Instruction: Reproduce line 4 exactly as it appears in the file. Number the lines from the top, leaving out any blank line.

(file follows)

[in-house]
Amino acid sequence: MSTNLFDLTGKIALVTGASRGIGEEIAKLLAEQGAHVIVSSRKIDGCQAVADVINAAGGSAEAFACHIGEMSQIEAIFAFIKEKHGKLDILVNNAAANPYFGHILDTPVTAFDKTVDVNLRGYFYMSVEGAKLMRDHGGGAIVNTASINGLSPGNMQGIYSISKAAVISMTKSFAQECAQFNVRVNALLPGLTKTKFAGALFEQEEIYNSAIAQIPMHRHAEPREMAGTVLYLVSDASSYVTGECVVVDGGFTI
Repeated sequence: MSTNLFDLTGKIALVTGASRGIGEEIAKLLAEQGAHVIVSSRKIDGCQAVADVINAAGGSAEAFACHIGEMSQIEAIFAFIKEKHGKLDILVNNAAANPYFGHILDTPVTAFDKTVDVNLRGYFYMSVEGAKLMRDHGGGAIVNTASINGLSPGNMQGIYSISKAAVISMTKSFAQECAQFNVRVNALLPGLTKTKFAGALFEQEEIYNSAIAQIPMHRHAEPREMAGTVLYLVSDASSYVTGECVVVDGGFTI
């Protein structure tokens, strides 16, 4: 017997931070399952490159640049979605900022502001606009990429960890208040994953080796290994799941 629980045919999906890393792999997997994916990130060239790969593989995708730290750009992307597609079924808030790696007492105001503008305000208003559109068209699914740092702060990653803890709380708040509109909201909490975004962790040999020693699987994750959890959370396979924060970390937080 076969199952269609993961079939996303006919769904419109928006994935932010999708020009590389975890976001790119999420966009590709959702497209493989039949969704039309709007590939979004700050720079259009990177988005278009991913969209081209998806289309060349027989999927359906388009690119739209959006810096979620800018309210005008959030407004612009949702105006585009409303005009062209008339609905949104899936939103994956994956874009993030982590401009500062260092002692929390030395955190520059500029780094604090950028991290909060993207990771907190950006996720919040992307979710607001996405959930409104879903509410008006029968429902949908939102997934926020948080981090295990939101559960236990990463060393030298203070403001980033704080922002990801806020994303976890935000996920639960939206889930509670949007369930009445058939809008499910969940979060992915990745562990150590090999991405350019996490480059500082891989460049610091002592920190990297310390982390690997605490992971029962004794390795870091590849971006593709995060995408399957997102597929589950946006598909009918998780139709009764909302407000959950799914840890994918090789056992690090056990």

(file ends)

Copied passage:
């Protein structure tokens, strides 16, 4: 017997931070399952490159640049979605900022502001606009990429960890208040994953080796290994799941 629980045919999906890393792999997997994916990130060239790969593989995708730290750009992307597609079924808030790696007492105001503008305000208003559109068209699914740092702060990653803890709380708040509109909201909490975004962790040999020693699987994750959890959370396979924060970390937080 076969199952269609993961079939996303006919769904419109928006994935932010999708020009590389975890976001790119999420966009590709959702497209493989039949969704039309709007590939979004700050720079259009990177988005278009991913969209081209998806289309060349027989999927359906388009690119739209959006810096979620800018309210005008959030407004612009949702105006585009409303005009062209008339609905949104899936939103994956994956874009993030982590401009500062260092002692929390030395955190520059500029780094604090950028991290909060993207990771907190950006996720919040992307979710607001996405959930409104879903509410008006029968429902949908939102997934926020948080981090295990939101559960236990990463060393030298203070403001980033704080922002990801806020994303976890935000996920639960939206889930509670949007369930009445058939809008499910969940979060992915990745562990150590090999991405350019996490480059500082891989460049610091002592920190990297310390982390690997605490992971029962004794390795870091590849971006593709995060995408399957997102597929589950946006598909009918998780139709009764909302407000959950799914840890994918090789056992690090056990």